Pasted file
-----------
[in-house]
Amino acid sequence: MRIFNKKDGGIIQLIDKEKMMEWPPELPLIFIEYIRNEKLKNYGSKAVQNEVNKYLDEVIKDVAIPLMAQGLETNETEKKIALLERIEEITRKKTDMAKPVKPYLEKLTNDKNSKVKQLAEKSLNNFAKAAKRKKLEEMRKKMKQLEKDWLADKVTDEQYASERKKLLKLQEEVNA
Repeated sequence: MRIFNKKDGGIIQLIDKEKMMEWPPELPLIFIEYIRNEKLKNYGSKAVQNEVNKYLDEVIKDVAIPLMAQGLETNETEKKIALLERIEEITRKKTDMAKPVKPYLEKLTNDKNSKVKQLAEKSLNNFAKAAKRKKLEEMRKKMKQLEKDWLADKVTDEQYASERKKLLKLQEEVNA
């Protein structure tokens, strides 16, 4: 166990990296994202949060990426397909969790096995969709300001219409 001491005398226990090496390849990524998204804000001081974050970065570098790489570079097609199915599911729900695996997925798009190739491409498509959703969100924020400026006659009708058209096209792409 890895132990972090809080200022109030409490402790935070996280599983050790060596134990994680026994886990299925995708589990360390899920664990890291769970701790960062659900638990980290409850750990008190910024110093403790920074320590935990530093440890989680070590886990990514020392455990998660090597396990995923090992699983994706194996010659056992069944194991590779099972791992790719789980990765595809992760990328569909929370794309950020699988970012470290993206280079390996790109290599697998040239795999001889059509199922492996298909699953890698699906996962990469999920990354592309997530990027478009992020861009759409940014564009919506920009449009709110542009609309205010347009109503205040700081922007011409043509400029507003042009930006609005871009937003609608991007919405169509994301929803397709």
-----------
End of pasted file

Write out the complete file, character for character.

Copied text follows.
[in-house]
Amino acid sequence: MRIFNKKDGGIIQLIDKEKMMEWPPELPLIFIEYIRNEKLKNYGSKAVQNEVNKYLDEVIKDVAIPLMAQGLETNETEKKIALLERIEEITRKKTDMAKPVKPYLEKLTNDKNSKVKQLAEKSLNNFAKAAKRKKLEEMRKKMKQLEKDWLADKVTDEQYASERKKLLKLQEEVNA
Repeated sequence: MRIFNKKDGGIIQLIDKEKMMEWPPELPLIFIEYIRNEKLKNYGSKAVQNEVNKYLDEVIKDVAIPLMAQGLETNETEKKIALLERIEEITRKKTDMAKPVKPYLEKLTNDKNSKVKQLAEKSLNNFAKAAKRKKLEEMRKKMKQLEKDWLADKVTDEQYASERKKLLKLQEEVNA
């Protein structure tokens, strides 16, 4: 166990990296994202949060990426397909969790096995969709300001219409 001491005398226990090496390849990524998204804000001081974050970065570098790489570079097609199915599911729900695996997925798009190739491409498509959703969100924020400026006659009708058209096209792409 890895132990972090809080200022109030409490402790935070996280599983050790060596134990994680026994886990299925995708589990360390899920664990890291769970701790960062659900638990980290409850750990008190910024110093403790920074320590935990530093440890989680070590886990990514020392455990998660090597396990995923090992699983994706194996010659056992069944194991590779099972791992790719789980990765595809992760990328569909929370794309950020699988970012470290993206280079390996790109290599697998040239795999001889059509199922492996298909699953890698699906996962990469999920990354592309997530990027478009992020861009759409940014564009919506920009449009709110542009609309205010347009109503205040700081922007011409043509400029507003042009930006609005871009937003609608991007919405169509994301929803397709």